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Fields & Applications Chemical

Unpoisoning the Well

 “The largest mass poisoning in history” – that’s how the contamination of drinking water with arsenic in Bangladesh has been described. In fact, as many as 95 million people are chronically exposed to this danger in Southeast Asia. The outcomes of this poisoning? Long-term damage to health, ranging from respiratory disease to skin lesions and cancer. Needless to say, it’s a huge problem – and one that I felt I could help address.

I have worked on dozens of international projects: assessing acid mine drainage; providing oversight of the investigation and demolition of bulk petroleum storage facilities in residential areas; and redeveloping contaminated properties, to name a few. Each project was a collaborative effort between international consultants and local scientists, governmental agencies, the general population, and non-government organizations (NGOs). I learned that information exchange and stakeholder outreach were an essential element and keys to project success.

I joined Chemists Without Borders a year ago, after seeing an article on their work in Chemical Engineering News. Given my 28-year background in environmental consulting and investigating chemical contaminants, I was up to the challenge. And the project certainly is challenging. Bangladesh (like many less economically developed countries) lacks resources and processes to deal with hazardous chemicals, which means that outreach and education targeting local government, NGOs, and residents lie on the frontier of our efforts to bring about sustainable improvement.

But the project also involves a lot of chemistry. For example, how do we test wells for arsenic? And how do we then remove it when it’s present? Laboratory analysis is important, of course, but we’re also able to use arsenic test strips (Hach, Colorado, USA) to test water samples for costs as low as $2.00 in the field. The test strips cost about $1.00 for each test, and we recruited nearby college students, whom we paid about $1.00 per well tested. We tested 320 wells in this community and found that a staggering two thirds of them were heavily contaminated, with arsenic concentrations of more than 50 ppb. For context, the US EPA’s drinking water maximum contaminant level is 10 ppb.

Our project entails two major components: first, the so-called “WASH” project, which is focused on providing water with low concentrations of arsenic or treating contaminated water, and providing improved sanitation and hygiene; and second, the introduction of a well-sharing program, which allows locals whose wells are contaminated to take water from a neighbor’s safe well. Well sharing presents its own associated difficulties (overcome in part through education on water resources, toxicity of chemicals, etc.), but we plan to have families who take the safe water pay a small monthly fee. A major part of the program at this first community will be the development of policies that make the program acceptable to the community; we believe the model may then be replicated across Bangladesh.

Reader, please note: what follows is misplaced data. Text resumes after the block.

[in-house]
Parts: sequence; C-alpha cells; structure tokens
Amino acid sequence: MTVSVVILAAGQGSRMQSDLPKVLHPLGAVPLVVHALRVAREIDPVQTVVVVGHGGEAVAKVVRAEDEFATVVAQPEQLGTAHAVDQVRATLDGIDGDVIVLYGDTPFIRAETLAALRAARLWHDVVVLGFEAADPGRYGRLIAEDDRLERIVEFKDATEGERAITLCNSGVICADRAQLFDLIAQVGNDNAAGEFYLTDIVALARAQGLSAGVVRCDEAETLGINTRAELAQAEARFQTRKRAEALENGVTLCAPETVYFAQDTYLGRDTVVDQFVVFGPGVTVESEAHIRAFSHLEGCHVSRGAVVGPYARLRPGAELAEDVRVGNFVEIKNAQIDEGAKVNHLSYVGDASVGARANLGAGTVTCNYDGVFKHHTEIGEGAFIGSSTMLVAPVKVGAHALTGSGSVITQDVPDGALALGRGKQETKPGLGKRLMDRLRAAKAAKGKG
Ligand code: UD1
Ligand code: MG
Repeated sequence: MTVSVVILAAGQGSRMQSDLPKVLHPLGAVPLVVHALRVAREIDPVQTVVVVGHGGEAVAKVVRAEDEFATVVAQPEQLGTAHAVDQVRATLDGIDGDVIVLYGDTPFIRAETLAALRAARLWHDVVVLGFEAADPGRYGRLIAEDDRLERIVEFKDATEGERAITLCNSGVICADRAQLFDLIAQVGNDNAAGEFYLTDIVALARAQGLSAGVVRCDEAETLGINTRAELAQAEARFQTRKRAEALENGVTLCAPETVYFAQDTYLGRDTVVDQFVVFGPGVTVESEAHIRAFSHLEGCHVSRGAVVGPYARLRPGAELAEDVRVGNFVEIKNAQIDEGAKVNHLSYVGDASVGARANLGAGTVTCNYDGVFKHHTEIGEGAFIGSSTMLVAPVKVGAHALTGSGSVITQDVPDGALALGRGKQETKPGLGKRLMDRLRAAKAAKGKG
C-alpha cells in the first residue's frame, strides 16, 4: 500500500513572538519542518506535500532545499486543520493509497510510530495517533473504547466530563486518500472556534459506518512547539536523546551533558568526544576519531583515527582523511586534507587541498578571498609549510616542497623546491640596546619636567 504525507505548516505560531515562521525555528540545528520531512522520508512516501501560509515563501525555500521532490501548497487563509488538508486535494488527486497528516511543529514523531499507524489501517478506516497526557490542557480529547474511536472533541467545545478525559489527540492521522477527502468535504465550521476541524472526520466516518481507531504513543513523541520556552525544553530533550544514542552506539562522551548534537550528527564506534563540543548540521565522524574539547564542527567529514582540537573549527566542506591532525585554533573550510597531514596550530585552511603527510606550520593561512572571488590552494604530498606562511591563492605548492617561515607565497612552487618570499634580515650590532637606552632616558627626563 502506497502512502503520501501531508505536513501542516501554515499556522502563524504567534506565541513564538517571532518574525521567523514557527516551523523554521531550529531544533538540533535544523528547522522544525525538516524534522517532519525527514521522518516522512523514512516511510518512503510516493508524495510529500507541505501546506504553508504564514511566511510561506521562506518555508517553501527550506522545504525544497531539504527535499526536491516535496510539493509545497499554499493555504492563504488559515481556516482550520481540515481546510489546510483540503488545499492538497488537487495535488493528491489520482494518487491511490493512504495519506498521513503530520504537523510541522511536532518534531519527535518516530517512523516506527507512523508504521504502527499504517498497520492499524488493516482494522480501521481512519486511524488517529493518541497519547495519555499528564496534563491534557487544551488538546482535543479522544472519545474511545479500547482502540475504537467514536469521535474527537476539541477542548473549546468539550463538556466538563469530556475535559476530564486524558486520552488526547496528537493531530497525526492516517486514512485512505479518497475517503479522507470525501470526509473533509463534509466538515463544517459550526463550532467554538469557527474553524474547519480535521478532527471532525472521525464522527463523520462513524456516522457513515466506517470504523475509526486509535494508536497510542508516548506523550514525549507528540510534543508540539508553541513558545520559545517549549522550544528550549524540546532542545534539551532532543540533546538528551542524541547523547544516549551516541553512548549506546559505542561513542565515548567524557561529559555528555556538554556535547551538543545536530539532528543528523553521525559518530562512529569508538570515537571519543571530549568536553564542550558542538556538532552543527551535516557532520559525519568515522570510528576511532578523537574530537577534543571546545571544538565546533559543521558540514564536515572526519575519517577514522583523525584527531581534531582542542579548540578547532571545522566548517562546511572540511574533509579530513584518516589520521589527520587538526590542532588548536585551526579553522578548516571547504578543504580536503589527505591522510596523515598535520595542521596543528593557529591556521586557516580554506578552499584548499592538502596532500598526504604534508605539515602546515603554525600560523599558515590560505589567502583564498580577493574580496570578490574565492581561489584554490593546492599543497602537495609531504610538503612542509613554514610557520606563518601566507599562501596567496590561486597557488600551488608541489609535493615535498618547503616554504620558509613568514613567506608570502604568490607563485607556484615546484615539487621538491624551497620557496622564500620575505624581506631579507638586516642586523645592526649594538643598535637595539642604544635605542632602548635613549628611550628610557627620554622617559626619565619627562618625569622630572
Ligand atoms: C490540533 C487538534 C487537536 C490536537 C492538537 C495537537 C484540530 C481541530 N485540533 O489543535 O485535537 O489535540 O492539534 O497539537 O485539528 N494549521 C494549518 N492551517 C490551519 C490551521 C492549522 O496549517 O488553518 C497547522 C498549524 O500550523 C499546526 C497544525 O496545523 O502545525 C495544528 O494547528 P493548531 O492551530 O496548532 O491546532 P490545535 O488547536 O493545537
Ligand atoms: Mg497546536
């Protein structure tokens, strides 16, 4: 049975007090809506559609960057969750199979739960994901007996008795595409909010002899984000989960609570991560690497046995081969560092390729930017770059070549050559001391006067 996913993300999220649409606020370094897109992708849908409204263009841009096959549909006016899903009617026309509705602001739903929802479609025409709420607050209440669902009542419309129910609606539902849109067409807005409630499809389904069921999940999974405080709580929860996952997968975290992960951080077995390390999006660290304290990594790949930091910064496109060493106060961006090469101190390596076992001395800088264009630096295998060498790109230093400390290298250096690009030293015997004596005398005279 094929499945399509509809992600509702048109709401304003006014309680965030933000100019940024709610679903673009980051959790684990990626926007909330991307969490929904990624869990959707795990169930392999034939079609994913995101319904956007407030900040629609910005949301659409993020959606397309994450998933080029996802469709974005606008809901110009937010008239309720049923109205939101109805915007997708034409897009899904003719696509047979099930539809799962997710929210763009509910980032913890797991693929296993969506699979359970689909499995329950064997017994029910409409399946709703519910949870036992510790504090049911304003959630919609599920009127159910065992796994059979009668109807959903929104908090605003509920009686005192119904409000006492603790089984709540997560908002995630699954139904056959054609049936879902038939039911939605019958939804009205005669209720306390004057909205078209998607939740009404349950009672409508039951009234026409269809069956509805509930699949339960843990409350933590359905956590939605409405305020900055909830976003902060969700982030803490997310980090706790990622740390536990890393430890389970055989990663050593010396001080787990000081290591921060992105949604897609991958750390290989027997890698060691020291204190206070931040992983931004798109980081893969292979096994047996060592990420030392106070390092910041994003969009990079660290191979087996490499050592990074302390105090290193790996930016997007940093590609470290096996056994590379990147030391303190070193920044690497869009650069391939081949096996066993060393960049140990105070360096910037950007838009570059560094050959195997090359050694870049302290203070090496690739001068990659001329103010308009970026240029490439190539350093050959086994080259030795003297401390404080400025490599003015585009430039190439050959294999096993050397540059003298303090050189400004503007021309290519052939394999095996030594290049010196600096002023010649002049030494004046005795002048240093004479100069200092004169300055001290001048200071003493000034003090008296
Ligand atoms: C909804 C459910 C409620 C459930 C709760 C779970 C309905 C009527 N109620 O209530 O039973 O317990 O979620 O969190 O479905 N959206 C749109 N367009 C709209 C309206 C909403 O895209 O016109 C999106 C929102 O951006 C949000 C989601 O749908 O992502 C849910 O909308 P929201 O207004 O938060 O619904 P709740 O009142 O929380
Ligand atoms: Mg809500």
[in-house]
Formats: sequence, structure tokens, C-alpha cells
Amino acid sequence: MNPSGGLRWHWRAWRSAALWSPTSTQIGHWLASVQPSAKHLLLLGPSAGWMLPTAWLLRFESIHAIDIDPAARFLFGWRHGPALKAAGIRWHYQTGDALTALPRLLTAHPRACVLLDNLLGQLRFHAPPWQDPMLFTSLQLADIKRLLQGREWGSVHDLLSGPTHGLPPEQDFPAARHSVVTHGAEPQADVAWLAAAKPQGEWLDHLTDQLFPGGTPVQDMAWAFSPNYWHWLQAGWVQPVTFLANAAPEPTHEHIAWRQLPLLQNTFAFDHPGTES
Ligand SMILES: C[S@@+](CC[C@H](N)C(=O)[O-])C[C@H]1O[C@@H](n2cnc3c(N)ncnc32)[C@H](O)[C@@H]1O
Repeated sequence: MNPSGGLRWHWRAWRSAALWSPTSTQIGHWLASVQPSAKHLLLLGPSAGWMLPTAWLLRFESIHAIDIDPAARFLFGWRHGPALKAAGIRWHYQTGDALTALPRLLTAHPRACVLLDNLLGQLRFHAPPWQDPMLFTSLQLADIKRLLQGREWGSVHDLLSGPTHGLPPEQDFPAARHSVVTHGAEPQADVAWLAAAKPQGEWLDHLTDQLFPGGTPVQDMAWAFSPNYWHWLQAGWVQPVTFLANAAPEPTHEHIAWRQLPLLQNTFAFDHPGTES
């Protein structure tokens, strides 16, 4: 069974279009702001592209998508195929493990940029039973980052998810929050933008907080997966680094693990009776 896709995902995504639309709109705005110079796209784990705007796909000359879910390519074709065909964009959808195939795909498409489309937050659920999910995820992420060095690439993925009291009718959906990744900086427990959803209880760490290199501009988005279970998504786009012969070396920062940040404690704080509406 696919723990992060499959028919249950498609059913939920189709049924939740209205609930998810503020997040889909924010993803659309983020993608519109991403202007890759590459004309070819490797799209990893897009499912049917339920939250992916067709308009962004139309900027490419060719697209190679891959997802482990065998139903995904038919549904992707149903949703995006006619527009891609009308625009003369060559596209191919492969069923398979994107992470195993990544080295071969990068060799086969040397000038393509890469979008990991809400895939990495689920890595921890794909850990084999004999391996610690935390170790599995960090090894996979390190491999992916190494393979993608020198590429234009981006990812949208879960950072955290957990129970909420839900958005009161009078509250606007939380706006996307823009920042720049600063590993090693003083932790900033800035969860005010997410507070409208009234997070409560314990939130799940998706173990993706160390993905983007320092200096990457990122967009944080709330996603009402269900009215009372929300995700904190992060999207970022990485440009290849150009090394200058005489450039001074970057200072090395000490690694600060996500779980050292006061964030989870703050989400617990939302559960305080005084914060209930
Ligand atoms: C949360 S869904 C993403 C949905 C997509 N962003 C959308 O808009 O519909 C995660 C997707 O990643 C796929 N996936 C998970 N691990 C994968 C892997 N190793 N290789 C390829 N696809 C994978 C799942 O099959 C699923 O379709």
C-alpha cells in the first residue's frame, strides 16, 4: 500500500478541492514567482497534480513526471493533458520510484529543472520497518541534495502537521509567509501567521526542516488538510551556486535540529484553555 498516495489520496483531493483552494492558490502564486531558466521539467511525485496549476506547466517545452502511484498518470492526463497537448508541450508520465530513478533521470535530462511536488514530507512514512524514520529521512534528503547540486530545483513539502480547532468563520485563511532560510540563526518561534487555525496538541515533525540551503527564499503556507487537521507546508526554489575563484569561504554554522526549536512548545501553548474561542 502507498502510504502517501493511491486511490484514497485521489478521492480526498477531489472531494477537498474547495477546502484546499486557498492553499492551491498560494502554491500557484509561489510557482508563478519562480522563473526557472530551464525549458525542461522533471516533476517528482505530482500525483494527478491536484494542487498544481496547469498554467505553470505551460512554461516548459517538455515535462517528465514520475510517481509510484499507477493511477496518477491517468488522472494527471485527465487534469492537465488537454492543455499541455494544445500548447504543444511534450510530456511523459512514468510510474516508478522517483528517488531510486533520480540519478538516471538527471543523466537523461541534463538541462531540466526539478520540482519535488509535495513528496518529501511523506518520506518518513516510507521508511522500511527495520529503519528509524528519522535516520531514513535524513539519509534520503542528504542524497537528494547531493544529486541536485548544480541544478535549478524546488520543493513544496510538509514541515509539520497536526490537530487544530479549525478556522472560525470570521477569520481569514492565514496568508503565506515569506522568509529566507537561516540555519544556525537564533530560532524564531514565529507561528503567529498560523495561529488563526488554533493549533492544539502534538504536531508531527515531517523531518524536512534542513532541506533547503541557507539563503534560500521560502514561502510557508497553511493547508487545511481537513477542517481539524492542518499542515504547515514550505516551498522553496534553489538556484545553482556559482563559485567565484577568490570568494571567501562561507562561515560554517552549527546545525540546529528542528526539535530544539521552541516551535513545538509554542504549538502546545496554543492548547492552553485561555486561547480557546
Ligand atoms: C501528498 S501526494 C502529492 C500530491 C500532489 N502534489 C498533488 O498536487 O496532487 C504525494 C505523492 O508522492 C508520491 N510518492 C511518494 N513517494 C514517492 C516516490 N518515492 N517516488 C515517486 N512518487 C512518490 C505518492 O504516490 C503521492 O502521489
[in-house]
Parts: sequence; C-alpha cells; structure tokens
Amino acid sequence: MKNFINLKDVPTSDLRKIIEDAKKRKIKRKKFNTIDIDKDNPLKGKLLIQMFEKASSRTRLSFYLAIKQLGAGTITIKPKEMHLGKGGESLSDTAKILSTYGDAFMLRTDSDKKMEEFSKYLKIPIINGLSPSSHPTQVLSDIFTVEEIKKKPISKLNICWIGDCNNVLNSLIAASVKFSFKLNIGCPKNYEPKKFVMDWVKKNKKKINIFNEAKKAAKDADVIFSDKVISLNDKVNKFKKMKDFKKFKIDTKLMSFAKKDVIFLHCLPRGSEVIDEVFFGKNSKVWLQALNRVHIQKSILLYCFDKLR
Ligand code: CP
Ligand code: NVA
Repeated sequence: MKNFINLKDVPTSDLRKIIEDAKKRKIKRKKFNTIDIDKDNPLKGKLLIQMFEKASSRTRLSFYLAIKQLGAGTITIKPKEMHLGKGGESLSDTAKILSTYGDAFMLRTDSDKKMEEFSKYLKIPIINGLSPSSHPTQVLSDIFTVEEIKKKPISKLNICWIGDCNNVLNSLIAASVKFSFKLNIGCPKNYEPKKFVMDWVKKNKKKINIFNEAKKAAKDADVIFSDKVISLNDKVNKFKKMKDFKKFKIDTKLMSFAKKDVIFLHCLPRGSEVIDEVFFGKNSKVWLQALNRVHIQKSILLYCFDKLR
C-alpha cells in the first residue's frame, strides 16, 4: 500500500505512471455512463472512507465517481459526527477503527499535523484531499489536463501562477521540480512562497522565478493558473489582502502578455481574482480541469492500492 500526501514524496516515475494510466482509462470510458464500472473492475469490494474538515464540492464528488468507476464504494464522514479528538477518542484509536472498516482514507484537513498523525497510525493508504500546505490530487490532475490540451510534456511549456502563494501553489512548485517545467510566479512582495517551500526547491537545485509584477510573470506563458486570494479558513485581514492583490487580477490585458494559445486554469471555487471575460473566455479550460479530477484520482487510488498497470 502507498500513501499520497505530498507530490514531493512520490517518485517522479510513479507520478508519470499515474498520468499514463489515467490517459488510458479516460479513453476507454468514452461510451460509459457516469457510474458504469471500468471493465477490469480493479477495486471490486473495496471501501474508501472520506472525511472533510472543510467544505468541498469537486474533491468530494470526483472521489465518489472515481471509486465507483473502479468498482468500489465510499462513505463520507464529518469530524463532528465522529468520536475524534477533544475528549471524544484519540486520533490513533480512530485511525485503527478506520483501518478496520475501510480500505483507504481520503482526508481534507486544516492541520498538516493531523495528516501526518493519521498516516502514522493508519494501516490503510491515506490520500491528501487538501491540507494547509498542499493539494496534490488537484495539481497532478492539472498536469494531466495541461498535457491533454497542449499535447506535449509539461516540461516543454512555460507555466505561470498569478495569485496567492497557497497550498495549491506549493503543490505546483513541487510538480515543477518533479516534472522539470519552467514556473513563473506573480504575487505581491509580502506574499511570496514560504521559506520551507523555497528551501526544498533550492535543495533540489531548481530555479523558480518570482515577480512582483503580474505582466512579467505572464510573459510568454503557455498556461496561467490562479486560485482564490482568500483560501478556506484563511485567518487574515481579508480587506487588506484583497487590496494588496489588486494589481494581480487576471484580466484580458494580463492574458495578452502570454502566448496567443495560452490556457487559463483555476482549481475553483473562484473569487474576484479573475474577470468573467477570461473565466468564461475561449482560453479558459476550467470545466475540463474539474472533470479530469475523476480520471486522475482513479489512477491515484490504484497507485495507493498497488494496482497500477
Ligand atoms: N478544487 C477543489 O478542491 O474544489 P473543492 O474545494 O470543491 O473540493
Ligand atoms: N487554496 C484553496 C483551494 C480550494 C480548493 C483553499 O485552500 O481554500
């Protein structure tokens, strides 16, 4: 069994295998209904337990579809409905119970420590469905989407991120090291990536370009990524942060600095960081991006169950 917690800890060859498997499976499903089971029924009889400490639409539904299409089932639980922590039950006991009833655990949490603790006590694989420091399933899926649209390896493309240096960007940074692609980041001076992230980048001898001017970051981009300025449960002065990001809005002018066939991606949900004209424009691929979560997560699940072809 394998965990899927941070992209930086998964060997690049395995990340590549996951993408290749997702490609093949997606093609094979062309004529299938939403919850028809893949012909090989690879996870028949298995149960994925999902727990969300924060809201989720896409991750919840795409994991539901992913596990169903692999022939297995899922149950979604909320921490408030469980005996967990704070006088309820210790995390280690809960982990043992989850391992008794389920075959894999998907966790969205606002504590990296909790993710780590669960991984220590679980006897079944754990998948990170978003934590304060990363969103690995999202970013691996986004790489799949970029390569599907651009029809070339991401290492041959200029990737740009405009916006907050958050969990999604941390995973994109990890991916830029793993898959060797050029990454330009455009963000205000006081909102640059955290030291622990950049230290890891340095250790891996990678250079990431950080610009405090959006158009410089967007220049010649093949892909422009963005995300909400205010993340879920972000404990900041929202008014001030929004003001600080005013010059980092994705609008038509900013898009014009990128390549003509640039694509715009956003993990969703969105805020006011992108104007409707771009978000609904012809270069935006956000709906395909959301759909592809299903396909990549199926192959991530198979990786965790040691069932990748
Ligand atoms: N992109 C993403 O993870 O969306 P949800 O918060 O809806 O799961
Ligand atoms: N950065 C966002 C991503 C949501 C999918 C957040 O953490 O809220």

This international work brings with it a sense of achievement different to that found elsewhere in my professional life. Not only do we help people, but we are constantly solving problems that we don’t consider when working domestically – a great example being the need to consider logistics and the long-term sustainability of the solutions we provide in Bangladesh. If we provide a $50,000 water treatment system that subsequently breaks down, how would locals then acquire the parts needed to fix the system? You have to readjust your mindset to think within the parameters of the local community – and this expands to further considerations, such as cultural differences and their impact on the work.

All in all, it’s truly rewarding to think that the project could be such a great success, and – if the model works in wider Bangladesh – it could be expanded to further geographies experiencing similar problems. And the solutions in place aren’t limited to arsenic – we could tackle other types of contaminants. Though this kind of work certainly isn’t for everybody, anyone thinking about it should give it a go. Chemists Without Borders is a brilliant organization that’s making a real difference, and we are always looking for an extra pair of hands to help drive our cause forward.

Please do contact me at [email protected] if you are interested in the program in any way – I’d be happy to chat!

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About the Author
Robert Kurkjian

Environmental Consultant, Environmental Strategies International

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